When the Horizon Foundation began in 1998, Dick McCauley remembers the somewhat stunning feeling of starting with a blank slate.
As the foundation’s first board chair, McCauley said it went something like this: “Here’s 70 million dollars. Go and do good.”
The money came from the sale of the Howard County General Hospital to Johns Hopkins. And the vision of the foundation, in an important way, came from Jim Rouse, said McCauley.
Rouse’s vision for Columbia had an understanding of community health running through its veins. “Health is created through education, conventional healthcare, social institutions, physical development, transportation: all the elements that make a successful community also make a healthy community,” said McCauley.
In 1998, at the moment the foundation was created, its leaders began a constructive yet intense debate about the best ways to “do good.” They decided this meant facing some massive challenges.
“We would take on major, difficult health-related and community issues,” McCauley said. “For example, at the time, the leading issue was the absence
of health insurance. Nobody wanted to take that on. It’s so complex and, ultimately, so money-dependent. Any organization taking that on would take a long view and would have the financial staying power to develop a strategy.”
Enter the Horizon Foundation. By supporting Healthy Howard and building upon the Affordable Care Act’s landmark expansion of access to health care, by 2016, 95 percent of Howard County residents reported having health care coverage.
Over its two decades, the foundation has other results that bear out its mission as well.
More than 3,000 people attended four “Open Streets Howard County” events to experience a more bike-able, walkable road design.
Seventy bicycles and seven stations opened in 2017 as part of Howard County Bikeshare.
Roughly 800 people attended two Mental Health Film Festivals, events designed to build awareness and compassion for people living with and impacted by mental health conditions.
Twelve organizations became “Speak(easy) Howard” ambassadors for advance care planning and having a conversation about one’s health care wishes.
Forty-one elementary schools launched fresh salad bars and new lunch menus through a “Let’s Rethink Lunch” program with Howard County Public School System.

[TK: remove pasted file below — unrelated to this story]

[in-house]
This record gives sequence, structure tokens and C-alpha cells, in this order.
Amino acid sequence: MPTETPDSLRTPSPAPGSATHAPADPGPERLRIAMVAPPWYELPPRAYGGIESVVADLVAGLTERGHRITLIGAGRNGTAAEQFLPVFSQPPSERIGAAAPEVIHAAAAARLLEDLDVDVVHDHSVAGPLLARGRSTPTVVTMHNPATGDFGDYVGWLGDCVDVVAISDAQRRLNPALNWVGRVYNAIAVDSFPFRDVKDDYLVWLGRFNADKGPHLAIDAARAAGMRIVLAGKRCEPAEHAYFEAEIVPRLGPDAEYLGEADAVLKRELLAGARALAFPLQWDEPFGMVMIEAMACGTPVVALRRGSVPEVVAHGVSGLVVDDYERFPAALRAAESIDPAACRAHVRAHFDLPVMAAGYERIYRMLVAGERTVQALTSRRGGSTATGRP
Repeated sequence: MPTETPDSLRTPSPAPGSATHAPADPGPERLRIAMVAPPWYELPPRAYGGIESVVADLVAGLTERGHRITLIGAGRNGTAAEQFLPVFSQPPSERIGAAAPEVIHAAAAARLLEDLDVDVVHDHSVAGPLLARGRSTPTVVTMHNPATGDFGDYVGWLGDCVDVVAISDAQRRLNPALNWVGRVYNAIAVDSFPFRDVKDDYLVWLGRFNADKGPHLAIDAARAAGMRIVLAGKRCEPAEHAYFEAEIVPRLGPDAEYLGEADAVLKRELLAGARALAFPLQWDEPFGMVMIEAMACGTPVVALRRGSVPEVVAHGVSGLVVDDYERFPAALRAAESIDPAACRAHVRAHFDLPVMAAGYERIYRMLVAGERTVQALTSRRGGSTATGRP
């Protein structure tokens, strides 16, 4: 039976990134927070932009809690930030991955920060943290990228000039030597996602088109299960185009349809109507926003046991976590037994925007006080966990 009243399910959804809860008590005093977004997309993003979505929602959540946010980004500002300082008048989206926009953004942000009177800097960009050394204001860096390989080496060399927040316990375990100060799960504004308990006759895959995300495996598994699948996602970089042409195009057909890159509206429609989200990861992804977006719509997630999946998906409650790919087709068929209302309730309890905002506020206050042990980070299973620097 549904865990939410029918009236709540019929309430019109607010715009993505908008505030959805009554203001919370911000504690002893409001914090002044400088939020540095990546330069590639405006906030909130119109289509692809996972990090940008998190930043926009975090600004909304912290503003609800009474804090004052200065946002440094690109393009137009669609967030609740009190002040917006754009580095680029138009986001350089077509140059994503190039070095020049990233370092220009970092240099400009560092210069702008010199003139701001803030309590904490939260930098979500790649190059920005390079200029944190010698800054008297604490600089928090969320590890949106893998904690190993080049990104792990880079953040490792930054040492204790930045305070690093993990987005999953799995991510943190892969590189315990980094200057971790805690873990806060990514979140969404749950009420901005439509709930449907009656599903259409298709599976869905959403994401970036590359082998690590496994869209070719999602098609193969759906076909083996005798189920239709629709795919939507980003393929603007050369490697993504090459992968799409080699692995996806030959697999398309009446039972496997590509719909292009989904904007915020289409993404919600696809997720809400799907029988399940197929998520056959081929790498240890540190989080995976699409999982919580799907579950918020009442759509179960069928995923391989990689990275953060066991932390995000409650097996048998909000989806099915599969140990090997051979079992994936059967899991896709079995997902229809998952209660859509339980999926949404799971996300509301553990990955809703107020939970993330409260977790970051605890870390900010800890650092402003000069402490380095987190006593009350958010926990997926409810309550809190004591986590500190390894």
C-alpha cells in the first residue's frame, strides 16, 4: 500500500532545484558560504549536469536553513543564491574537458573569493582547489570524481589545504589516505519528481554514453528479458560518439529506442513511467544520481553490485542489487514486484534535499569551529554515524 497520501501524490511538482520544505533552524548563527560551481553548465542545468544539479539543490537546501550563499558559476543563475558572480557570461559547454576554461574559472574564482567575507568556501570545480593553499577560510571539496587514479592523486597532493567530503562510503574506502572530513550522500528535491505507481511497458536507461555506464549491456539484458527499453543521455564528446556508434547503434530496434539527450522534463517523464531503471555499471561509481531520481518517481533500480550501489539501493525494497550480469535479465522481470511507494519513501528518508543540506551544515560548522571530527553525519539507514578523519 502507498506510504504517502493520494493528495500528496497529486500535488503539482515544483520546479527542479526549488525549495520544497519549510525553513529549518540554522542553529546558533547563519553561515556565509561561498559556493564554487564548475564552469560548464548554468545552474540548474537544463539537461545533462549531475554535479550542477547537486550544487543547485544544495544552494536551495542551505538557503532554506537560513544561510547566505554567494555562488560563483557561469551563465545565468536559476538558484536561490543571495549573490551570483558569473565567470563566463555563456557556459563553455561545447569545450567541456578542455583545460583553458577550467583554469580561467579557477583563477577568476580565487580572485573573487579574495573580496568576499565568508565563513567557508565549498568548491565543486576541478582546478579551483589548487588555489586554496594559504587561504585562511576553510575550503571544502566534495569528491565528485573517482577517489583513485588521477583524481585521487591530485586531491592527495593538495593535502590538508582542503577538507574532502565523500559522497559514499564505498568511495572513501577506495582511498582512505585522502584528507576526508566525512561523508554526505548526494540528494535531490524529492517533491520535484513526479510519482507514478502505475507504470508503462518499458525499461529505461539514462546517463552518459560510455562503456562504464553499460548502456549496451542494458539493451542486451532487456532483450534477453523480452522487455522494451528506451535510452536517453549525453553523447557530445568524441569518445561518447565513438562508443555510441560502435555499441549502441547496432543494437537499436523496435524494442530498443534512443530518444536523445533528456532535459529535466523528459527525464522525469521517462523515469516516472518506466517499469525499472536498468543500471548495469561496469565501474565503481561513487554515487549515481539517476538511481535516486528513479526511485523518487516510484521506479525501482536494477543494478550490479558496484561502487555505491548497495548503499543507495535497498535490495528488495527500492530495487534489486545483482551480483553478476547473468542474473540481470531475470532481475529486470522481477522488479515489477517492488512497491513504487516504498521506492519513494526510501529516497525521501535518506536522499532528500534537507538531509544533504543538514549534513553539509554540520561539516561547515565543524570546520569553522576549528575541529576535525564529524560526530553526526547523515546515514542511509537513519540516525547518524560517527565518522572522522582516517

During the first four years of the program “Howard County Unsweetened,” soda sales decreased by 20 percent.
The path leading to those results has been one of hard work always laced with vigorous debate about the best ways to do good. As the years went by, the foundation went through periods of intense self-evaluation, like any successful small business, reflected another former board chair, Shirley Collier.
“Just like any organization, just like companies that go through their life cycle, when they are at a startup phase, there is a lot of enthusiasm, learning, growth and experimentation. Then, at some point, you have to say: What have we learned? How can we get better?”
Collier credits visionary people with a lot of energy for ushering the foundation into a new era. “There was an intense process during which we had to figure things out. It would have been very easy to just not change.”
Sharper focus, enduring tenets
The foundation’s original tenets have endured, reflected Nikki Highsmith Vernick, current president and CEO. “We still tackle the hard stuff, and we are still in it for the long haul,” she said.
“I think when the foundation was set up one of the things the board felt strongly about was the obligation to tackle the really tough issues in the community,” she said. “Since then we have expanded access to health insurance by working closely with county government and the Healthy Howard program. We have addressed the chronic disease of poor nutrition and physical inactivity. We have started to work on mental health, particularly ensuring that people have access to services. We are helping people make decisions about end-of-life care and about living their best lives right up until the end.”
Defining “wellness,” Vernick pointed out, is inherently a long-term prospect. “These diseases took decades to form. We’re not going to solve them in a
year. But we can make a significant long-term impact.”
The Horizon Foundation now has a sharper focus on its specific three priorities, yet in many ways the foundation is a continuum of what was already started, agreed Gregory Olaniran, current chair of the board.
“We have had to adapt to the times, adapt to how issues rise to the surface,” he said. “For example, 20 years ago, mental health was not discussed like it is today. We are not deviating from the original vision as much as we are expanding it and continuing to grow as issues rise to the surface. You have to be able to grow with the times,” he said. “That’s what we do.”